Ying Yang Twins
Sun Sept 4
1332 W Burnside
Couple months ago, I was walking up my block, where a man in an SUV was bumping Ying Yang Twins' "Wait (The Whisper Song)," one of the summer's top hits for its boingy bass and whispered lyrics (giving it the illusion, so sayeth the Twins, of a man coming up behind a woman in a club and whispering in her ear, as illustrated by the video). It was just hitting the chorus—"Wait till U see my dick/I'ma beat that pussy up"—when driver-man turned down the volume, looked me dead in the eye through the passenger window and screamed out a crunk catchphrase: "Skeet skeet, ho!"
Did the dude know what he was even saying? I mean really. From a tactical perspective, the Ying Yang Twins are proffering broke game; how effective would "Wait'll you see my dick" really be as a way of getting a lady to go home with you? About as effective as yelling "Skeet, skeet, ho!" to some fly chica on your block. "Wait'll you see my dick" tops the shortlist of broke-ass pick-up lines, beating out 50 Cent's blunt-instrument "I wanna unbutton your pants just a lil bit," and that time Nas rapped the word "erection" on Kelis' "In Public." (Though apparently biological precision and distance works for some ladies, cause Nas and Kelis got married shortly thereafter). Have a little respect.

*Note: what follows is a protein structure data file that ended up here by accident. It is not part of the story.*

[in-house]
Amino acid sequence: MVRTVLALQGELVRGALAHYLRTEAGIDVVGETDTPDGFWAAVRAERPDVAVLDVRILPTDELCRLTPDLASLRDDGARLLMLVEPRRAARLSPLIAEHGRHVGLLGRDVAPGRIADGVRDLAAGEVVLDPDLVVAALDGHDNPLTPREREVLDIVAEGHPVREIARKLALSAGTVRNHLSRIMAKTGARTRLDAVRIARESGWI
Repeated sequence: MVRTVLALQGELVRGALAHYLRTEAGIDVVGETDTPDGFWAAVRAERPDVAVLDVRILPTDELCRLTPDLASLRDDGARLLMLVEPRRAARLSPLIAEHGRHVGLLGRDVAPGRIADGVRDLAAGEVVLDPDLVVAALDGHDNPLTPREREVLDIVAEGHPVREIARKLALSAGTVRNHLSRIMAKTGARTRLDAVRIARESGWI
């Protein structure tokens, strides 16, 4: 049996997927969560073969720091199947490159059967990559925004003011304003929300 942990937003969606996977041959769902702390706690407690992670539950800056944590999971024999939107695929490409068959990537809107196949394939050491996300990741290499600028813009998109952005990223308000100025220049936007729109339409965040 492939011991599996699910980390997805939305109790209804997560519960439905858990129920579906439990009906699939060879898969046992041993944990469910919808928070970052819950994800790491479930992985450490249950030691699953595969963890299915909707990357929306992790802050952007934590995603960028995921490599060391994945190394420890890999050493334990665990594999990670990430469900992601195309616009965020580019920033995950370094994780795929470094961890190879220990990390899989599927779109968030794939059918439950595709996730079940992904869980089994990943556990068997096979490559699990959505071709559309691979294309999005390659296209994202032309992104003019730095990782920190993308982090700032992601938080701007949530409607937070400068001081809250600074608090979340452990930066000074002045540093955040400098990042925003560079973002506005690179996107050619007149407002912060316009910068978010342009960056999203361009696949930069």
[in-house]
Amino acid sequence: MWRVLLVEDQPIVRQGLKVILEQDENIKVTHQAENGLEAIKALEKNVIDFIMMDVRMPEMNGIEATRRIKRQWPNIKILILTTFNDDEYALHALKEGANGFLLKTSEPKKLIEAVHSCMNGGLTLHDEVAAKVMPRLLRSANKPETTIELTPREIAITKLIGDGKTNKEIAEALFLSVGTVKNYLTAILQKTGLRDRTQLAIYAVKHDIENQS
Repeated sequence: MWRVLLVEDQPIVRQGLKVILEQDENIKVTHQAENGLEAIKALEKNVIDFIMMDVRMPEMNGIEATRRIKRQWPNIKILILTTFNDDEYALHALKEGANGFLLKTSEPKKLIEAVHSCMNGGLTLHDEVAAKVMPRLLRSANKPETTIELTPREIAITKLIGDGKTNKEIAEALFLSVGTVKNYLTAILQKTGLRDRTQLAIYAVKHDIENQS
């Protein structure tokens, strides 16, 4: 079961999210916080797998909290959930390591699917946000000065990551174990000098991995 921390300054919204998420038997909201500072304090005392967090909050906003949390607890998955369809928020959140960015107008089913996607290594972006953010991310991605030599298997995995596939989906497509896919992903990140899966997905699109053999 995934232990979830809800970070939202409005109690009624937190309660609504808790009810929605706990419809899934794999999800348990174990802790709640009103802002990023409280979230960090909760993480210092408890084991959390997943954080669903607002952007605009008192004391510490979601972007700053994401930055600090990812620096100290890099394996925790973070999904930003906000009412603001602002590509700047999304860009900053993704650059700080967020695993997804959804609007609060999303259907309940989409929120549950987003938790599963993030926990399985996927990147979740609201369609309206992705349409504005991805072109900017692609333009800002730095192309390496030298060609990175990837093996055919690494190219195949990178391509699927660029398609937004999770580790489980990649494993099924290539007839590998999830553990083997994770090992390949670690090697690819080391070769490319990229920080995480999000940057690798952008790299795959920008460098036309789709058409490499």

But Ying Yang Twins traffic in over-the-topness; as Kaine told Billboard magazine, "Me and my brother aren't really rappers, we're entertainers." Lyrically, the two are not exceptional; since the beginning, their oeuvre has been based on the variance of ways one may instruct a lady to shake her ass. They started out writing music for strippers, after all. But their combination of crunk beats, shouted catchphrases, and pure unadulterated Id has helped these two Atlantans become superstars, or stars anyway, in spite or perhaps because of the often women-violent nature of their lyrics ("Georgia Dome"'s lyric "Beat the walls of a bitch 'til she scrawl" makes "Wait" seem like a gender-sensitivity class). Sure, the Twins are nonsensical and borderline absurd at times, too. In their most recent single, the infectious yet monothematic "Badd" with Mike Jones, a rapper of equivalent talent, they holler, "I need a dime/that's top of the line," a redundant sentiment—by definition a "dime" is a woman who's already a top-of-the-line 10—but dude, it rhymes.
The Twins' lyrics are base and blunt, and at their absolute worst, full of borderline predatory violence and rape-vision. I do not want to censor them. (Censorship, never.) Having spent an inordinate amount of time pondering the implications of the fact of their being one of the biggest pop acts in the country, I have adopted a "don't hate the player/hate the game" stance, with the clause: don't give the player a pass, either. In other words, it would be awesome to get old D-Roc and Kaine into some gender sensitivity classes for real. But also, it'd be nice to live in a culture that didn't foster and excuse sexist, racist, classist, and homophobic behavior, nor criminalizes sex to the point that it becomes a taboo on par with violence. Shall we revolt after the party? n